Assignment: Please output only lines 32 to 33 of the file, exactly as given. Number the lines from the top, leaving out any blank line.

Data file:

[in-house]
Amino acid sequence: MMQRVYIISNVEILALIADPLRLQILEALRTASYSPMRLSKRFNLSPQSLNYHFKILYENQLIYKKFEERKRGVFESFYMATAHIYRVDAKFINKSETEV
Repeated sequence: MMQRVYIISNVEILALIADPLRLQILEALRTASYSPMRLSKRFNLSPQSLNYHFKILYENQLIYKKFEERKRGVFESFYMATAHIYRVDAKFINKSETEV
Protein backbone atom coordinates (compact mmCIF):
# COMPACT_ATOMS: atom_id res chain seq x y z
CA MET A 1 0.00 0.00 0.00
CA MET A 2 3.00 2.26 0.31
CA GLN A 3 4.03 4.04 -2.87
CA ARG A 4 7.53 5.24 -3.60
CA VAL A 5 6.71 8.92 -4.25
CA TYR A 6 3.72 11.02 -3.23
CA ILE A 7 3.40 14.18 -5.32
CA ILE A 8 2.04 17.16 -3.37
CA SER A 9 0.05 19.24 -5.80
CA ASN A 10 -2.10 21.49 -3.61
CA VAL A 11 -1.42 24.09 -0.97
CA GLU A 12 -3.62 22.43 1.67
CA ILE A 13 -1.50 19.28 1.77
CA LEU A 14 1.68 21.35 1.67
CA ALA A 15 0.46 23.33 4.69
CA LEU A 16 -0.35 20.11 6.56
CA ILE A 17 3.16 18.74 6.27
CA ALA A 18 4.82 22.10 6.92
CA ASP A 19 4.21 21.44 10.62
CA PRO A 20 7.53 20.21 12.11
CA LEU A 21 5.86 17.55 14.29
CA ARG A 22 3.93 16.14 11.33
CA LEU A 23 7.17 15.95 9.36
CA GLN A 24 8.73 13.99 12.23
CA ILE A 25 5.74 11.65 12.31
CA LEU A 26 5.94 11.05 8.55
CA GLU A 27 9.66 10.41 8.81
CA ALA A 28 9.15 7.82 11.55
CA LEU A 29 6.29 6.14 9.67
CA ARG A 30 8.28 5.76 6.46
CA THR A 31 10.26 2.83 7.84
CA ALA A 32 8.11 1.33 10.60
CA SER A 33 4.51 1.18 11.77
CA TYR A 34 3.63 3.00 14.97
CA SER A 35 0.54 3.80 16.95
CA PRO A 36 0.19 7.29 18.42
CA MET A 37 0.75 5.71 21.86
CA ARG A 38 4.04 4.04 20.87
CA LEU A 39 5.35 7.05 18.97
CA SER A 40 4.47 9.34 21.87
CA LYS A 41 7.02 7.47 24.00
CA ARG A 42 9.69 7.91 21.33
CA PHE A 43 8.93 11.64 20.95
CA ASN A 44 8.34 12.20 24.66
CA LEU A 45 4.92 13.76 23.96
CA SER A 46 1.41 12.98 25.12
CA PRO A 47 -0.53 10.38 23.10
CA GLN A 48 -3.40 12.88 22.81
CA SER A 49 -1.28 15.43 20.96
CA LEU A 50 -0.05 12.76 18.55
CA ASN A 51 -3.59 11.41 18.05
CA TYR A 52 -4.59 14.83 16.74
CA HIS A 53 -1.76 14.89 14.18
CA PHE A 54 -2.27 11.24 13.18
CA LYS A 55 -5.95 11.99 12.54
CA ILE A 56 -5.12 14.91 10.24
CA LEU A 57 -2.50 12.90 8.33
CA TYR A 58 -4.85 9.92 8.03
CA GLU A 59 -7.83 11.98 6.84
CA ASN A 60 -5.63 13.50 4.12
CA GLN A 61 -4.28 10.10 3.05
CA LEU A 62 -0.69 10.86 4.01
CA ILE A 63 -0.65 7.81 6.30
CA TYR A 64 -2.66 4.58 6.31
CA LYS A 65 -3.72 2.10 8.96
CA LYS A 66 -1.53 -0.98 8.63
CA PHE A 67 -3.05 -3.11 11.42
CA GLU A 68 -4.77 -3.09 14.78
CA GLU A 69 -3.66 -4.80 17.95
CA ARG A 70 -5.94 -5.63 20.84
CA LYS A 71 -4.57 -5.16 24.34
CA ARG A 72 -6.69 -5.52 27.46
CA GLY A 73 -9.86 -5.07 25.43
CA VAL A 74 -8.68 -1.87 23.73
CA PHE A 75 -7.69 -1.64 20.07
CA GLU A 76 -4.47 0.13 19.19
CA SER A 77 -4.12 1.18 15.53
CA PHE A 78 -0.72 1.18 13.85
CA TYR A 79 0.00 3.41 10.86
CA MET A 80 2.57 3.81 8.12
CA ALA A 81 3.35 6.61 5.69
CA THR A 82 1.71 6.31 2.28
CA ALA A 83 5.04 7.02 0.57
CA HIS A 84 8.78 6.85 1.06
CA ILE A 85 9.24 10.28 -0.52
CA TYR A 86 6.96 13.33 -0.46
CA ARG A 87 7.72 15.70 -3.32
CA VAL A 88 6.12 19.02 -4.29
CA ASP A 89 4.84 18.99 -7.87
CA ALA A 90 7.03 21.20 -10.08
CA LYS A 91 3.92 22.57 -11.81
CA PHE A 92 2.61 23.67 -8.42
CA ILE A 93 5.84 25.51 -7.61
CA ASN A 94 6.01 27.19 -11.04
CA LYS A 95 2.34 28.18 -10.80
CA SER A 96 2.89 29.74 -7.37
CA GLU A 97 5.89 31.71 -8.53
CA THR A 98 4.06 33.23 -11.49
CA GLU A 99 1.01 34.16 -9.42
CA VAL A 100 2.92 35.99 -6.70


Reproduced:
CA GLU A 27 9.66 10.41 8.81
CA ALA A 28 9.15 7.82 11.55